Climate assessment drives change

  • Published
  • By Col. Norman Brozenick Jr.
  • 16th SOW commander
During the recent installation climate assessment, we asked 16th Special Operations Wing personnel to comment on how well we’re taking care of our wingmen and our families.
Focus areas included morale, job environment, recognition, leadership and peer relationships. We also asked for comments on zero-tolerance concerns, such as sexual harassment and discrimination.
I appreciate the honest, and often candid, responses. There were 1,287 written comments, and I read each one.
The good news: your comments suggest we’re doing a pretty good job taking care of each other.
The rest of the story: pretty good isn’t good enough for America’s only special operations wing. We’ve got some work to do – together.
I provided the group and squadron commanders and wing staff agency chiefs a copy of the report. Written comments were disseminated to appropriate command echelons. Your top five concerns were leadership, mentoring/feedback, deployment planning, commander and first sergeant visibility and zero-tolerance violations.
A top concern was the lack of stability in planning for deployments. I agree. We need to cut the turbulence associated with short notice, line-of-sight tasking.
We will also ensure those who are eligible to deploy do so on an equal basis – married and single, staff and line personnel.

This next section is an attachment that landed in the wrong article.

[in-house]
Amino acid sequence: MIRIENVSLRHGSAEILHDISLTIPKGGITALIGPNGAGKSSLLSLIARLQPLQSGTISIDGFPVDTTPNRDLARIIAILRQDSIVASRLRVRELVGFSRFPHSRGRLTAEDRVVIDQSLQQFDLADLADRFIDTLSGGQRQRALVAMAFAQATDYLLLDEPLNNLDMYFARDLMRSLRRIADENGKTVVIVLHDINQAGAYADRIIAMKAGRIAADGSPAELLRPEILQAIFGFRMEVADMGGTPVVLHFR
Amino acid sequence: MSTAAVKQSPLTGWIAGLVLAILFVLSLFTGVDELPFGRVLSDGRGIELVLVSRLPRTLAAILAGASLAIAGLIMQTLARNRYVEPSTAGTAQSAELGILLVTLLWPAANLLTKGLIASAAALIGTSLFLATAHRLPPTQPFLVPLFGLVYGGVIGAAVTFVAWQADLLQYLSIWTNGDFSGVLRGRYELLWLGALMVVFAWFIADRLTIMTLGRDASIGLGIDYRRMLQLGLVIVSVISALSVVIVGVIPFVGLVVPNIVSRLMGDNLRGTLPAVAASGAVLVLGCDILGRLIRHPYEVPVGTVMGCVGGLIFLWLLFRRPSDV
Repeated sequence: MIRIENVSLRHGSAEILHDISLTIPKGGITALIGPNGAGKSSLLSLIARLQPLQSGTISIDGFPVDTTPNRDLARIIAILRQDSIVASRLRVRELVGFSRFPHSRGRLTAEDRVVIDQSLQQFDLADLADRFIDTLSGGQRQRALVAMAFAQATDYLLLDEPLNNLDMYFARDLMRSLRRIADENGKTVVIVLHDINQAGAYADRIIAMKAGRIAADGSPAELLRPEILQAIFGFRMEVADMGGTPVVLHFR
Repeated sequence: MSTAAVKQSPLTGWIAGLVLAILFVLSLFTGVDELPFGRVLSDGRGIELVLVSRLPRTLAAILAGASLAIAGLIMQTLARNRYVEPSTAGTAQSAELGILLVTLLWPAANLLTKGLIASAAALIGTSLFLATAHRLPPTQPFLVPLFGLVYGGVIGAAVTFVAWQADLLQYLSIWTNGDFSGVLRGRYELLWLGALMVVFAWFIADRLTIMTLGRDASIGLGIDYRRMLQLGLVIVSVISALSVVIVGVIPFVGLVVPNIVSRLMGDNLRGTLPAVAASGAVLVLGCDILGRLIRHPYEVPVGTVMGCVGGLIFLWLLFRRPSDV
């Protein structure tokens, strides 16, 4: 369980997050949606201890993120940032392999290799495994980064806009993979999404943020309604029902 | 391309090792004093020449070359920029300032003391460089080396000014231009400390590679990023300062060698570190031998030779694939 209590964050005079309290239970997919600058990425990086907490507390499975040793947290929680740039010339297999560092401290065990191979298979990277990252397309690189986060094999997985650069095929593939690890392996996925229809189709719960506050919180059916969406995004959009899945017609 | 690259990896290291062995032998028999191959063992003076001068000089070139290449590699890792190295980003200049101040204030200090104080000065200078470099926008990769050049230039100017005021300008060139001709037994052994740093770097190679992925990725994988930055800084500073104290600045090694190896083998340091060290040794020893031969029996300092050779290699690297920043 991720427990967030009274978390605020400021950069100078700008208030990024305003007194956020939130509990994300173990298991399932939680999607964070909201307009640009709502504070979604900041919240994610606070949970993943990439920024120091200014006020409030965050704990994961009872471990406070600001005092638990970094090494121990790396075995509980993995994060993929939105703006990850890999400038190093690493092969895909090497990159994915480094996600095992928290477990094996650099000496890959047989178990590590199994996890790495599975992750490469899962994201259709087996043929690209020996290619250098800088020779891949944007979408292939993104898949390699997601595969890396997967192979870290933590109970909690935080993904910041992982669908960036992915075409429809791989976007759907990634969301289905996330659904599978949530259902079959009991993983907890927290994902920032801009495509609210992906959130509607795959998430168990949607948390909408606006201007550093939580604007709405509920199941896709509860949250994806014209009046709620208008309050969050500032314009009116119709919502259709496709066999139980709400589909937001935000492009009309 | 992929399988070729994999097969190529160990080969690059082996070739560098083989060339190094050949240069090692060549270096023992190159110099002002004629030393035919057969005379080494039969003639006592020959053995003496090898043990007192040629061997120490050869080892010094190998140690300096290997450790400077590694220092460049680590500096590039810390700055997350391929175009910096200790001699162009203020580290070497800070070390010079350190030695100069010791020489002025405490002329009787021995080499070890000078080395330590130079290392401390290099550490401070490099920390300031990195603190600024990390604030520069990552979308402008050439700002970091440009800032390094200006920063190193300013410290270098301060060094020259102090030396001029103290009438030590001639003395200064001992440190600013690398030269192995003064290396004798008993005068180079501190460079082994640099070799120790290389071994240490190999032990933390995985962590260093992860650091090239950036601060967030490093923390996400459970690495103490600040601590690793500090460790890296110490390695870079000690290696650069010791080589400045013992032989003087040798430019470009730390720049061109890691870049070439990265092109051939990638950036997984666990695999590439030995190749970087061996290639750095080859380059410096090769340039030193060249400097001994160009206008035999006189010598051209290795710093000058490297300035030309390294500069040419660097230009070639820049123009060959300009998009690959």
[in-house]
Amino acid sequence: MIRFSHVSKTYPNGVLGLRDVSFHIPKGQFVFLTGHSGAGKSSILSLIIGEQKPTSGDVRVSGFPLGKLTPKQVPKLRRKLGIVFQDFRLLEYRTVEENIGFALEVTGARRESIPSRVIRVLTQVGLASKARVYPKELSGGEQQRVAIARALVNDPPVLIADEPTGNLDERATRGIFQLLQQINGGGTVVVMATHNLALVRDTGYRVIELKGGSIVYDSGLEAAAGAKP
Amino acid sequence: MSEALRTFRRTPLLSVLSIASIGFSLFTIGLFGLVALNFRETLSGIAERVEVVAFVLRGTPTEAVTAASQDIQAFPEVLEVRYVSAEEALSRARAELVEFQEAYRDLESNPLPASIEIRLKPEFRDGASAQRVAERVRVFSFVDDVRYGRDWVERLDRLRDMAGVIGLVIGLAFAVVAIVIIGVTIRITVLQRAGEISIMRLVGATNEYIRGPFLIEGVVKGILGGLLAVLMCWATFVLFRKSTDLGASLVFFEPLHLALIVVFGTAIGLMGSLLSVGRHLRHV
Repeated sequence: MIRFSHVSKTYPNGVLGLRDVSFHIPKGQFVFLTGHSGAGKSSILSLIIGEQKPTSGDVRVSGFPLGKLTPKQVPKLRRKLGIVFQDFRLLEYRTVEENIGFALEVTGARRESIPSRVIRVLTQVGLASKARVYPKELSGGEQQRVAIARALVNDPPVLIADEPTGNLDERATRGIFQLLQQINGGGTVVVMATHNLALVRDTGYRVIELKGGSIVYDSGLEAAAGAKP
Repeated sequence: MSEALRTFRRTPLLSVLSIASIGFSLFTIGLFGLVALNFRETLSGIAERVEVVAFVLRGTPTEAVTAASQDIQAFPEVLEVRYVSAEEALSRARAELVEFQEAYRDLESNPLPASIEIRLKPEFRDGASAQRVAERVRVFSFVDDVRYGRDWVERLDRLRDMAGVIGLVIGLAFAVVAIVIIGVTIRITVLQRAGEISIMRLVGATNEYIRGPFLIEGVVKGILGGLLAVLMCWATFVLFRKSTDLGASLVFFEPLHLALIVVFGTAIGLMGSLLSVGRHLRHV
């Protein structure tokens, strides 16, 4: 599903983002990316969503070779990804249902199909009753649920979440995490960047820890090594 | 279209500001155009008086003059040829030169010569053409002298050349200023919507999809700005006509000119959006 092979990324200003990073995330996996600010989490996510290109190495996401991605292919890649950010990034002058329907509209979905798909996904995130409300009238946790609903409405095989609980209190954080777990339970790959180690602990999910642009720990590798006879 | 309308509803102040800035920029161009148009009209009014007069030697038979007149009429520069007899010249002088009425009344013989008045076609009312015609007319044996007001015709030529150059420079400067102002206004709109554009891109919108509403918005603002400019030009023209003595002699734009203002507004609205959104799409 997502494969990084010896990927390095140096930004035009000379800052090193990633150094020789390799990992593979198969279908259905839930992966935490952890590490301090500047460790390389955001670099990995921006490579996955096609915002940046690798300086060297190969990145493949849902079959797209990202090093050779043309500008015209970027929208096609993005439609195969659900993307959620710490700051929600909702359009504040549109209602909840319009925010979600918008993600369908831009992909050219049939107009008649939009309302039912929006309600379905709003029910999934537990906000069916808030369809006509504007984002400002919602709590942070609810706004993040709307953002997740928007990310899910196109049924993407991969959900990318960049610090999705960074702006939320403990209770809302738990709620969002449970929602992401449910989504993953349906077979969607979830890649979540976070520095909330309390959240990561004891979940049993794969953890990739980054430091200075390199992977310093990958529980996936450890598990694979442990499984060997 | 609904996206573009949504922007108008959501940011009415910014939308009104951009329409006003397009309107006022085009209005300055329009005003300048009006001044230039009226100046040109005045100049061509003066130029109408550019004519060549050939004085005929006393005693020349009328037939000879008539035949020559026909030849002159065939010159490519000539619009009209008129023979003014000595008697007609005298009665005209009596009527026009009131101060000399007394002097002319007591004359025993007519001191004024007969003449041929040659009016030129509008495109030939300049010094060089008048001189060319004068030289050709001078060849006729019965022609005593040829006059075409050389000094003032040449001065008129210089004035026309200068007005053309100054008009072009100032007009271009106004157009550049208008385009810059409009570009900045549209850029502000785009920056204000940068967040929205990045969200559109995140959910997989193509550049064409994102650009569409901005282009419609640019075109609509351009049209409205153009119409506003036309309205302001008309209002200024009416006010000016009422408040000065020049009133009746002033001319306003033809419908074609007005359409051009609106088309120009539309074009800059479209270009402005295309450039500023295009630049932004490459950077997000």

Together we will standardize and adopt routine deployment and redeployment windows. We will move away from the current practice of flowing people to and from overseas locations on an ad hoc basis.
After a period of transition, we will adopt 90-day deployments for routine unit-level rotations. Senior leaders and staffs will deploy for 120 days. When you come home, I’m committed to increasing the amount of time you have to spend with your loved ones. I assure you, change is coming. Commanders, first sergeants, and supervisors need to be more active in the daily lives of their Airmen. Feedback isn’t optional. Whether delivered formally or informally, feedback remains critical to mission success today and tomorrow. Sit down with your Airmen, listen, learn and mentor.
Seek one-on-one and one-on-many leadership opportunities. Invest your time and energy in developing the next generation of Air Force and Air Commando leaders. Catch a glimpse of the future. Look into the eyes of your Airmen, and grow the Air Force of 2020 today.
Your comments indicated zero-tolerance violations remain of significant concern. Some within our ranks selfishly venture into the “no-fly zone.” If you sexually harass, discriminate or show favoritism toward another Airman, you enter the no-fly zone. I will hold you personally responsible for weakening bonds of trust needed to fight and win.
Don’t accept or condone such behavior. If you witness it, you have a duty to report it. Decide now. Take best care of your wingman every day of your career and stay out of the no-fly zone. If our standards are too high, let me know. I’ll be happy to help expedite your departure from our Air Force.
Be assured I read your positive comments, too. Thank you for affirming the best within our ranks, leaders who deserve recognition for taking best care of their wingmen and families.
Your list included supervisors, first sergeants and commanders as well as your peers. I’m happy to report these leaders were recognized – each in their own appropriate way.
What did you collectively say about job satisfaction? Many wonderful things, but perhaps one Airman said it best, “I love what I do, and I’m told that I do it well.” Now that’s the kind of climate the men and women of America’s only special operations wing truly de-serve. Make it so, Air Commandos … “Any Time, Any Place.”